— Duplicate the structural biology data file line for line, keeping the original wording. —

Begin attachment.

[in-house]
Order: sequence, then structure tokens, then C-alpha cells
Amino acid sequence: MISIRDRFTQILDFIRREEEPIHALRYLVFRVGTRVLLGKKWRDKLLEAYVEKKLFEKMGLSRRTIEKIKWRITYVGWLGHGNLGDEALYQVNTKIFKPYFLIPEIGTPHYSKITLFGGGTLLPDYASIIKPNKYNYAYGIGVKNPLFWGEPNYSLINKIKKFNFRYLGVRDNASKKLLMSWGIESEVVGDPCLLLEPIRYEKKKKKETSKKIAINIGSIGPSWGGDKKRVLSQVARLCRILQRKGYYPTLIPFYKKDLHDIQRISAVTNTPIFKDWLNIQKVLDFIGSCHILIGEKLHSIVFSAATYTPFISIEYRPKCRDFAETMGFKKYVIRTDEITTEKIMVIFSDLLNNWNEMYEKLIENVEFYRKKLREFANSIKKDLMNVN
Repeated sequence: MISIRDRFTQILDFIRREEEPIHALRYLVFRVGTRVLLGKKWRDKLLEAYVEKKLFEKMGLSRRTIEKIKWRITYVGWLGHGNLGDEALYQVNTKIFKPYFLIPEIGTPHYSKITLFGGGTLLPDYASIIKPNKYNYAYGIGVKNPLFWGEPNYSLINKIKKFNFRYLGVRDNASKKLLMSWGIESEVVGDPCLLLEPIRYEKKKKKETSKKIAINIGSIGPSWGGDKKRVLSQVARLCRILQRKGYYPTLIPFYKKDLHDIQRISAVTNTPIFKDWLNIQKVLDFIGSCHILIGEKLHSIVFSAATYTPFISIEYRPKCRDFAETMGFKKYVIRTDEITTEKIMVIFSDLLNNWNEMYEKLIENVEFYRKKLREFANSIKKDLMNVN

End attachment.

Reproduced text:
[in-house]
Order: sequence, then structure tokens, then C-alpha cells
Amino acid sequence: MISIRDRFTQILDFIRREEEPIHALRYLVFRVGTRVLLGKKWRDKLLEAYVEKKLFEKMGLSRRTIEKIKWRITYVGWLGHGNLGDEALYQVNTKIFKPYFLIPEIGTPHYSKITLFGGGTLLPDYASIIKPNKYNYAYGIGVKNPLFWGEPNYSLINKIKKFNFRYLGVRDNASKKLLMSWGIESEVVGDPCLLLEPIRYEKKKKKETSKKIAINIGSIGPSWGGDKKRVLSQVARLCRILQRKGYYPTLIPFYKKDLHDIQRISAVTNTPIFKDWLNIQKVLDFIGSCHILIGEKLHSIVFSAATYTPFISIEYRPKCRDFAETMGFKKYVIRTDEITTEKIMVIFSDLLNNWNEMYEKLIENVEFYRKKLREFANSIKKDLMNVN
Repeated sequence: MISIRDRFTQILDFIRREEEPIHALRYLVFRVGTRVLLGKKWRDKLLEAYVEKKLFEKMGLSRRTIEKIKWRITYVGWLGHGNLGDEALYQVNTKIFKPYFLIPEIGTPHYSKITLFGGGTLLPDYASIIKPNKYNYAYGIGVKNPLFWGEPNYSLINKIKKFNFRYLGVRDNASKKLLMSWGIESEVVGDPCLLLEPIRYEKKKKKETSKKIAINIGSIGPSWGGDKKRVLSQVARLCRILQRKGYYPTLIPFYKKDLHDIQRISAVTNTPIFKDWLNIQKVLDFIGSCHILIGEKLHSIVFSAATYTPFISIEYRPKCRDFAETMGFKKYVIRTDEITTEKIMVIFSDLLNNWNEMYEKLIENVEFYRKKLREFANSIKKDLMNVN